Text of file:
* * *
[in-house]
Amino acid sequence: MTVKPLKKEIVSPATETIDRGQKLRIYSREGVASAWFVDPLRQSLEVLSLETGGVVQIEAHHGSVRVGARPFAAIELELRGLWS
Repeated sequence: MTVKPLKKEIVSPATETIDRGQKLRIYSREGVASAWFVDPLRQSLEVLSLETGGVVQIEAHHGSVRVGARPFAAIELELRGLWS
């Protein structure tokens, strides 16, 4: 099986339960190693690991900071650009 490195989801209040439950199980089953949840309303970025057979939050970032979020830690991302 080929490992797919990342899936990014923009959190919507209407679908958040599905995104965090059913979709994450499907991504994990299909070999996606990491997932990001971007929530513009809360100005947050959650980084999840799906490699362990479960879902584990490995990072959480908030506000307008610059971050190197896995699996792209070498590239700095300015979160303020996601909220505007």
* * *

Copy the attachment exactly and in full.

[in-house]
Amino acid sequence: MTVKPLKKEIVSPATETIDRGQKLRIYSREGVASAWFVDPLRQSLEVLSLETGGVVQIEAHHGSVRVGARPFAAIELELRGLWS
Repeated sequence: MTVKPLKKEIVSPATETIDRGQKLRIYSREGVASAWFVDPLRQSLEVLSLETGGVVQIEAHHGSVRVGARPFAAIELELRGLWS
């Protein structure tokens, strides 16, 4: 099986339960190693690991900071650009 490195989801209040439950199980089953949840309303970025057979939050970032979020830690991302 080929490992797919990342899936990014923009959190919507209407679908958040599905995104965090059913979709994450499907991504994990299909070999996606990491997932990001971007929530513009809360100005947050959650980084999840799906490699362990479960879902584990490995990072959480908030506000307008610059971050190197896995699996792209070498590239700095300015979160303020996601909220505007």